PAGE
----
The Importance Of Patient Education

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Appropriate patient education upon discharge from the emergency department (ED) is essential for effective patient care (Engel et al., 2009; Waisman et al., 2003). Patients are treated and released from the ED, often with complicated instructions they are expected to remember and comply with. The type of discharge education varies widely including verbal, non-verbal, written, illustrated and video information given to patients depending on the health professional and hospital policies. Inadequate discharge instructions can result in poor health outcomes and higher healthcare costs due to re-presentations to the hospital (Han, Barnard & Chapman, 2009; McCarthy et al., 2012; Palonen, Kaunonen, Helminen, & Åstedt-Kurki, 2015; Samuels-Kalow,…show more content…
6) as the “…written and oral language people use in their everyday life and work; it includes reading, writing, speaking and listening.” Whilst health literacy is defineed as “…the degree to which individuals have the capacity to obtain, process and understand basic health information and services needed to make appropriate health decisions” (Kickbusch, Walt & Maog, 2005, pg. 4). Patients with low health literacy are more likely to have a lower level of knowledge of their illness, treatment and medicines, higher rates of hospitalisation, are less likely to use prevention services and have a higher probability of using emergency services (Ministry of Health, 2010). Low health literacy in patients contributes significantly to patient comprehension and adherence to discharge instructions (Gozdzialski, Schlutow, & Pittiglio, 2012). The Ministry of Health has determined this is a major issue throughout New Zealand as well as across the world. An analysis conducted by the Ministry of Health (2010) identified that New Zealanders as a whole scored low in health literacy skills. However, within this, there was a particular issue with four out of five Māori males and three out of four Māori females having below average literacy skills. Yet if patients are given discharge instructions that they are able to comprehend, then they are more likely to adhere to the instructions (Zavala & Shaffer,…show more content…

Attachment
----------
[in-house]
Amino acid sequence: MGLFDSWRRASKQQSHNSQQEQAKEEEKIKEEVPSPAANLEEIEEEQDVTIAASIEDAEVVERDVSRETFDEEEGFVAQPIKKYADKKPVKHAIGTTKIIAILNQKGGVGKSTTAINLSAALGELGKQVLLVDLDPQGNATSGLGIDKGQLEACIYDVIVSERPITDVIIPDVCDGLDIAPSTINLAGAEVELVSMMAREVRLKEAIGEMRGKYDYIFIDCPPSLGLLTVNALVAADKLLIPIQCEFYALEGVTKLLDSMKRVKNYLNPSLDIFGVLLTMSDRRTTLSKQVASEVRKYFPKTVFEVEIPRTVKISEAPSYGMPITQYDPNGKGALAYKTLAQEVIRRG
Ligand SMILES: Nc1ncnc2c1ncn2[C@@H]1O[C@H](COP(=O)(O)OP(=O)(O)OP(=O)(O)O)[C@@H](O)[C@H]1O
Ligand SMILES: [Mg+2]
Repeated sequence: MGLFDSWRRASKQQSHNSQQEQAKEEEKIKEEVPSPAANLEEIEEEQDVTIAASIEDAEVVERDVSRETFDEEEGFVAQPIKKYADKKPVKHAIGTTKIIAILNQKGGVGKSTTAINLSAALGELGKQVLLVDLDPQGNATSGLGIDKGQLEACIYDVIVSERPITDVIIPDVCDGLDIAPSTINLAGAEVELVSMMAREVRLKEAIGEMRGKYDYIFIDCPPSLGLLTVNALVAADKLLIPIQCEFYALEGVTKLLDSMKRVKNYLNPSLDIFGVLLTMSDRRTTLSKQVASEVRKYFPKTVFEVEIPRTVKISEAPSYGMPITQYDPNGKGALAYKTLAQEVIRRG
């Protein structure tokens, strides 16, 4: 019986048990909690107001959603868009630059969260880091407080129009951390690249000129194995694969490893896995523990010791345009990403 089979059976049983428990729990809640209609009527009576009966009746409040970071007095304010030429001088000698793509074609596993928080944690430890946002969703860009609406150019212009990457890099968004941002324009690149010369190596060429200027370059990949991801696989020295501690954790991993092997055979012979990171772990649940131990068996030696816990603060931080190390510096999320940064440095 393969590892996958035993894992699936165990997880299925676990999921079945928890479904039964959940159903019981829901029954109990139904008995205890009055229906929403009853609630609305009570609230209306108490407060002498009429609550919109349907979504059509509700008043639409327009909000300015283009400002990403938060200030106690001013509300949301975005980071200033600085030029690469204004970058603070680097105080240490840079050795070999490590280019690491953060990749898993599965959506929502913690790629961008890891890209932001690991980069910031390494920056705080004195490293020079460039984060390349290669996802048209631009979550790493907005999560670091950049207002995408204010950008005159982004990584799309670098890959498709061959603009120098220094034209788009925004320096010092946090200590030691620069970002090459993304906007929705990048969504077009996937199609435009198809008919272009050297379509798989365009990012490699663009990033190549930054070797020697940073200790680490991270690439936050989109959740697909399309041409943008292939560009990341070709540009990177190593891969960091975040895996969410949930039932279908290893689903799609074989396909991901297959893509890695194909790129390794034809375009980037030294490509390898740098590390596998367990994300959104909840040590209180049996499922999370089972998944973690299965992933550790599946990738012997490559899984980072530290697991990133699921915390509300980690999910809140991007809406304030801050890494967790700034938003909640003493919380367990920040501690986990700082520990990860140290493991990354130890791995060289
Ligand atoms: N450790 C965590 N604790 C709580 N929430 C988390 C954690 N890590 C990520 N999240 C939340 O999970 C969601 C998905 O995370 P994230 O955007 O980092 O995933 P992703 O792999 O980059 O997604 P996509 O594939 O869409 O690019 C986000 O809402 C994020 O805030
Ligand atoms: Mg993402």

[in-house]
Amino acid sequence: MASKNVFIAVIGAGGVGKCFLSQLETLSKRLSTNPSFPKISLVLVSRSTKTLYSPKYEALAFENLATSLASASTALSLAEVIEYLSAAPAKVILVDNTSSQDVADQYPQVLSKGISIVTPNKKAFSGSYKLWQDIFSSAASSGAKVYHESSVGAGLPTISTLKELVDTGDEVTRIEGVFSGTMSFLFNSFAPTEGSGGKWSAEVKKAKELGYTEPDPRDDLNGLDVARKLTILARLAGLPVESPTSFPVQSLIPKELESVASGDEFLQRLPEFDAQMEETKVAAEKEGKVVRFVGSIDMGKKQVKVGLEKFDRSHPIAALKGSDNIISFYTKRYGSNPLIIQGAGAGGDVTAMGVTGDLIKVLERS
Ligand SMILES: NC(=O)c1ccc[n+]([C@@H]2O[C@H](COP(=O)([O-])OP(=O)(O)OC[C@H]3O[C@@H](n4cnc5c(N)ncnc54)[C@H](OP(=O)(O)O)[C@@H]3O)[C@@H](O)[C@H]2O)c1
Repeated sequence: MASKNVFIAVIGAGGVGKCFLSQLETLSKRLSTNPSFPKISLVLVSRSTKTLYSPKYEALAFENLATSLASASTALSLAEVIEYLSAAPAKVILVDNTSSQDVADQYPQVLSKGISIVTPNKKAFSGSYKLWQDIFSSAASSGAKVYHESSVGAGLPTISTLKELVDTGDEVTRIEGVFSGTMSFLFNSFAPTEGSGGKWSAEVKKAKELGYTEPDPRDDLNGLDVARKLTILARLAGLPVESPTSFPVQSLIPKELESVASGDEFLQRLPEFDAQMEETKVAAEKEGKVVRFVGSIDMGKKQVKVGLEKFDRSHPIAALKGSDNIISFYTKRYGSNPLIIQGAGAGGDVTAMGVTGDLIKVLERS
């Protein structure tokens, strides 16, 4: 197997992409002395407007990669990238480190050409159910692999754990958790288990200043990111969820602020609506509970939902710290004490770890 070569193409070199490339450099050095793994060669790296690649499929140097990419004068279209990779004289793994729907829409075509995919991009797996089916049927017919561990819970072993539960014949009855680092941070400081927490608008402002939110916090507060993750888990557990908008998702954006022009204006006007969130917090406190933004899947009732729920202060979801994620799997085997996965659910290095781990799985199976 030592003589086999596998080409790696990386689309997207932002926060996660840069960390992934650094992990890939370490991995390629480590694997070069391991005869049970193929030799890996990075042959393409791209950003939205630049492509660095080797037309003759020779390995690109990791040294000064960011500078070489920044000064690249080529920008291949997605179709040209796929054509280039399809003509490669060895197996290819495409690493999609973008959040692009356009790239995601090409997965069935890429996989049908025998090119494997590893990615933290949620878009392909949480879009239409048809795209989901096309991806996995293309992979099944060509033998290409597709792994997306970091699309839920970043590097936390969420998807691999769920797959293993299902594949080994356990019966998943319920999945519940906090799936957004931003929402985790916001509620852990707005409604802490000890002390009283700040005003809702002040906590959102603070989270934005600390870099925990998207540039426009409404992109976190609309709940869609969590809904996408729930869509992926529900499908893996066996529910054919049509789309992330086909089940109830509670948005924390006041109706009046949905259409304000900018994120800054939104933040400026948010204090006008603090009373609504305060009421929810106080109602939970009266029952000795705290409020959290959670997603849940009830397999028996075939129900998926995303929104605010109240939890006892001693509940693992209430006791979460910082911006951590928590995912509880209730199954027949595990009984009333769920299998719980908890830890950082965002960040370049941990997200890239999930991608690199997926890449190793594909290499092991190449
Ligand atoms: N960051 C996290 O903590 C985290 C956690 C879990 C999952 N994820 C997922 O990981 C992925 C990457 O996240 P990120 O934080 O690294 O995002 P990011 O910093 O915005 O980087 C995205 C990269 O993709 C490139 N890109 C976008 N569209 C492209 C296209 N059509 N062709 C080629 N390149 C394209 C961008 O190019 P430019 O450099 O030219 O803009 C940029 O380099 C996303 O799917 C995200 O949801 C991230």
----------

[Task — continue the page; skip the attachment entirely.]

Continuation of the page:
Irrespective of the form of communication, it has been established that effective healthcare worker to patient communication is vital to ensure necessary instructions will be followed (DV & Rajavel, 2008). The manner by which information is shared has changed over recent years, moving from non-existent or hand written notes to now pre-printed instructions or electronic discharge summaries.

McCarthy et al. (2012) conducted a study in the United States (US) gaining patient feedback to help develop educational materials they received upon discharge from the ED. Focus groups were used with 60 people to ensure appropriate literacy and patient centred education is received. They concluded that to be able to use plain language with patients on a daily basis is difficult as it requires great skill to ensure patients from all backgrounds comprehend information (McCarthy et al., 2012). McCarthy et al. (2012) also reported that removing unnecessary words and distractions, this increased the likelihood of retaining key information. Readily understood language that engaged the audience and was displayed in an organised manner aided in the probability of patients remembering information. “Written communication is in plain language if its wording, structure,
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